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    NC Guardsmen return home after firefight out west

    NCANG airmen assist in wildfire fight

    Photo By Capt. Michael Wilber | Here, MAFFS 7 of the N.C. Air National Guard prepares to launch to disperse fire...... read more read more



    Story by 1st Lt. Michael Wilber 

    145th Airlift Wing, Public Affairs North Carolina Air National Guard

    KIRTLAND AIR FORCE BASE, N.M. – Airmen from the N.C. Air National Guard’s 145th Airlift Wing based in Charlotte, N.C. are scheduled to return home after fighting against the wildfires over New Mexico and Arizona.

    “I’m sorry to see them go,” said Darlene Mullins, MAFFS Liaison Officer U.S. Forest Service. “We’ve had such a good time working with them. They are true professionals.”

    In their stead, airmen and aircraft from the Air Force Reserve Command's 302d AW based at Peterson Air Force Base, Colo., will stay to continue supporting the firefighting efforts as the local mission is appearing to wind down, for now.

    Airmen from the NCANG have been working alongside their peers from the California Air National Guard and the Colorado Reserve since June 19.

    “MAFFS is a multi-unit operation. You are always going to a location that is not home, said Maj. Ryan Tanton, 731st Expeditionary Airlift Squadron ‘mission commander.’ “People have to work together; different bases, maintainers, and flight crews.”

    The crews from the NCANG and the other military MAFFS units have effectively integrated with the civilian air tankers. “There are two pits for six aircraft, said Tanton. “Pit crews and flight crews work themselves into a natural flow into the pits to minimize delays.”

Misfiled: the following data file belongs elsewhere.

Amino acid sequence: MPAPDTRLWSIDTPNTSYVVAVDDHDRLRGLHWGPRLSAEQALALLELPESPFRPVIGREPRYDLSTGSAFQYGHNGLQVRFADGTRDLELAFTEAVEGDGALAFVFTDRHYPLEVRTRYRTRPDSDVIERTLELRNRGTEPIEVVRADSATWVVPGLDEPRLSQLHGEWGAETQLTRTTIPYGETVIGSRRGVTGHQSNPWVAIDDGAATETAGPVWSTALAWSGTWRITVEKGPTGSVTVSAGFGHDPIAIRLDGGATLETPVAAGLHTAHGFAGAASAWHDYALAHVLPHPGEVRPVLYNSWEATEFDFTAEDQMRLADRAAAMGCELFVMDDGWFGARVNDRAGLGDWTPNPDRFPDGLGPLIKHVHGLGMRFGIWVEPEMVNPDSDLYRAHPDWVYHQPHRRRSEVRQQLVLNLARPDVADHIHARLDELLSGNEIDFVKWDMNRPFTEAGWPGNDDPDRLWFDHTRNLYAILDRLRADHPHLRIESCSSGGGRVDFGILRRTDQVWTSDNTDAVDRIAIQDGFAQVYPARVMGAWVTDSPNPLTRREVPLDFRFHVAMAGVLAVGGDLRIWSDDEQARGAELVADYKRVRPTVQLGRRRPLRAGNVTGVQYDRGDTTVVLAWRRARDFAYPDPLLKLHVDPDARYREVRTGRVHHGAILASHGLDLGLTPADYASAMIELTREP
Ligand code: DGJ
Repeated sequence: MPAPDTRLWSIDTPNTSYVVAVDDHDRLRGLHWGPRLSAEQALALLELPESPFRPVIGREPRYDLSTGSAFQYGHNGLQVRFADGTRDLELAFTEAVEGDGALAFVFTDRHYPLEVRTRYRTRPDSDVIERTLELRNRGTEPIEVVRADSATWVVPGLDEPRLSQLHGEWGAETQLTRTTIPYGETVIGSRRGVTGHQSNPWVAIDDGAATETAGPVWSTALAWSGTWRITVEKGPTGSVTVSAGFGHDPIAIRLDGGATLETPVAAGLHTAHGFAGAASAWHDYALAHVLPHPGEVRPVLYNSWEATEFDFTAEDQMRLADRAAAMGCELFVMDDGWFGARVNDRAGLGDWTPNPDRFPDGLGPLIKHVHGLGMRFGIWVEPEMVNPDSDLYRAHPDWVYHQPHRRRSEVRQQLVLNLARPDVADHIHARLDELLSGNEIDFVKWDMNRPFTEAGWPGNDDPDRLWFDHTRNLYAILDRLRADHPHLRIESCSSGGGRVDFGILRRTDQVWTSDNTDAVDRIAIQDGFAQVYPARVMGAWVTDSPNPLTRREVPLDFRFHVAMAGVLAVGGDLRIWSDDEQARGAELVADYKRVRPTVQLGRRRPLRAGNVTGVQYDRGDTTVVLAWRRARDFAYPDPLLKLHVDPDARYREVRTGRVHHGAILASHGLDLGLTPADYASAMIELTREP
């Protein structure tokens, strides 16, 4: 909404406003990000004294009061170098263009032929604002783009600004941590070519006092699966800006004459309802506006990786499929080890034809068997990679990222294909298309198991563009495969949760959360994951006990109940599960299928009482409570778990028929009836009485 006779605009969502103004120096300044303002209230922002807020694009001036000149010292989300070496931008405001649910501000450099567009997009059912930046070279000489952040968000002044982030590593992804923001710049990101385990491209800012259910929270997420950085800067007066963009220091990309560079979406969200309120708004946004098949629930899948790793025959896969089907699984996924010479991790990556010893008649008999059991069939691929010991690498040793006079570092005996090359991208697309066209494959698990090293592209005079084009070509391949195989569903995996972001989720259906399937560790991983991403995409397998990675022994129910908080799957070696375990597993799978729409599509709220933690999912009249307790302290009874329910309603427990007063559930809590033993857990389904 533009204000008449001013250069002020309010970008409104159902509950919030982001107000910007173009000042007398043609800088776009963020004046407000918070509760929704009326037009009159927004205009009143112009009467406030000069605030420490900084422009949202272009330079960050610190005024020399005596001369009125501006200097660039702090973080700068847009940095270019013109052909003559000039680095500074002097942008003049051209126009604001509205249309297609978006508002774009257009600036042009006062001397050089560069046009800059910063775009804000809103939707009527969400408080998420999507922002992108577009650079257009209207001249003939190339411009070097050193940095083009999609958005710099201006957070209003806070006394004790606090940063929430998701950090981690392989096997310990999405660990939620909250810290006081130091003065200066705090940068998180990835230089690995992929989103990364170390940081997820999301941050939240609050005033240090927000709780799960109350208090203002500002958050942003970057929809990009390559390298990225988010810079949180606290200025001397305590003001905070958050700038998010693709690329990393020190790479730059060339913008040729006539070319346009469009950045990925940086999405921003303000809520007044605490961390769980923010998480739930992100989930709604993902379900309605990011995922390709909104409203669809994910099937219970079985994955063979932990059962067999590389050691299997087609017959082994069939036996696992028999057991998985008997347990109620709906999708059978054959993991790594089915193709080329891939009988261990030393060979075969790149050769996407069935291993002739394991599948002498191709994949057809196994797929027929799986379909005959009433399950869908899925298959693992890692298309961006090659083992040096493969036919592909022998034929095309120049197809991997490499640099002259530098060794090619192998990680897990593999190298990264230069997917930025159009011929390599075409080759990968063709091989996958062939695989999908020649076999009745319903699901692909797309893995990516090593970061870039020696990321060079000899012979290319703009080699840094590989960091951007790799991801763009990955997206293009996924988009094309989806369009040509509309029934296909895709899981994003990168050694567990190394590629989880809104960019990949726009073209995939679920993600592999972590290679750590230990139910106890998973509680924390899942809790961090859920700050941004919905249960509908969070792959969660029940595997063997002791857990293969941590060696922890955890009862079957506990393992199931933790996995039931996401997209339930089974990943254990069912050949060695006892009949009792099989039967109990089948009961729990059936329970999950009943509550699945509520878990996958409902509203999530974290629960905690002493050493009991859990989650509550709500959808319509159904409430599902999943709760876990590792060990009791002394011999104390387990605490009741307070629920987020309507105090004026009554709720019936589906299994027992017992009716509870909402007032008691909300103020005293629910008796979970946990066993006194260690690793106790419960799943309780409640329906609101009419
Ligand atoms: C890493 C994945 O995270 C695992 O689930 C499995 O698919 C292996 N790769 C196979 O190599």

Training together has developed the flight crew member’s instincts. “It’s not just math,” continued Tanton, “for instance crews may hold at a high altitude and request a show-me run.

    “This way they can see exactly where they will be dropping, increasing safety and efficiency of their drop rather than sit on the ramp waiting for their turn in the pits.”

    Now maintenance personnel are also more integrated than ever before. “This year the maintenance footprint is smaller. We use to bring enough maintainers for each unit and if needed they would help each other. Now, maintainers [from multiple units] have to work together to accomplish the mission, said Tanton. “With the reduced maintenance footprint, to date we’ve had no rejected launch orders or delays. That is a credit to the maintainers here.”

    So far these N.C., airmen and aircraft have flown over 90 sorties in over 90 hours of flight time dropping over 200,000 gallons of fire retardant over 11 wildfires that have already claimed over 793,000 acres of land across Arizona and New Mexico.



    Date Taken: 07.08.2011
    Date Posted: 07.08.2011 16:10
    Story ID: 73460

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